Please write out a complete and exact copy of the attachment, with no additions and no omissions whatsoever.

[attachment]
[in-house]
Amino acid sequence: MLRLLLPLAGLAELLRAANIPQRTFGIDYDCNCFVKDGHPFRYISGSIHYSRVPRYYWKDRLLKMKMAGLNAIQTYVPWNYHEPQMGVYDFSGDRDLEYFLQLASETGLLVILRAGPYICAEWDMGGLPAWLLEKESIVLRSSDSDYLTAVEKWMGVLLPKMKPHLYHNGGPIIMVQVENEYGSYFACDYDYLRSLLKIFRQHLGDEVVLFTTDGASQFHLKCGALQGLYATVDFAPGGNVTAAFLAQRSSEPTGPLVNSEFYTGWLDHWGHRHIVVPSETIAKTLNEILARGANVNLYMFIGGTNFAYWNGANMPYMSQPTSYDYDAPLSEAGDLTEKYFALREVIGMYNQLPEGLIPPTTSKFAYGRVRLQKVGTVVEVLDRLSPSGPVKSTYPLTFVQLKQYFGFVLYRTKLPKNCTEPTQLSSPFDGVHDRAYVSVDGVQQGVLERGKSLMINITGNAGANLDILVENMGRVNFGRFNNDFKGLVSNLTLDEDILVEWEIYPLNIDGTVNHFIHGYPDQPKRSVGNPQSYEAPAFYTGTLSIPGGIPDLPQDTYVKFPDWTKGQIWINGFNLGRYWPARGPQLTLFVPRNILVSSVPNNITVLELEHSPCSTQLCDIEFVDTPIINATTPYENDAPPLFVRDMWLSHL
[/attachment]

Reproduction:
[in-house]
Amino acid sequence: MLRLLLPLAGLAELLRAANIPQRTFGIDYDCNCFVKDGHPFRYISGSIHYSRVPRYYWKDRLLKMKMAGLNAIQTYVPWNYHEPQMGVYDFSGDRDLEYFLQLASETGLLVILRAGPYICAEWDMGGLPAWLLEKESIVLRSSDSDYLTAVEKWMGVLLPKMKPHLYHNGGPIIMVQVENEYGSYFACDYDYLRSLLKIFRQHLGDEVVLFTTDGASQFHLKCGALQGLYATVDFAPGGNVTAAFLAQRSSEPTGPLVNSEFYTGWLDHWGHRHIVVPSETIAKTLNEILARGANVNLYMFIGGTNFAYWNGANMPYMSQPTSYDYDAPLSEAGDLTEKYFALREVIGMYNQLPEGLIPPTTSKFAYGRVRLQKVGTVVEVLDRLSPSGPVKSTYPLTFVQLKQYFGFVLYRTKLPKNCTEPTQLSSPFDGVHDRAYVSVDGVQQGVLERGKSLMINITGNAGANLDILVENMGRVNFGRFNNDFKGLVSNLTLDEDILVEWEIYPLNIDGTVNHFIHGYPDQPKRSVGNPQSYEAPAFYTGTLSIPGGIPDLPQDTYVKFPDWTKGQIWINGFNLGRYWPARGPQLTLFVPRNILVSSVPNNITVLELEHSPCSTQLCDIEFVDTPIINATTPYENDAPPLFVRDMWLSHL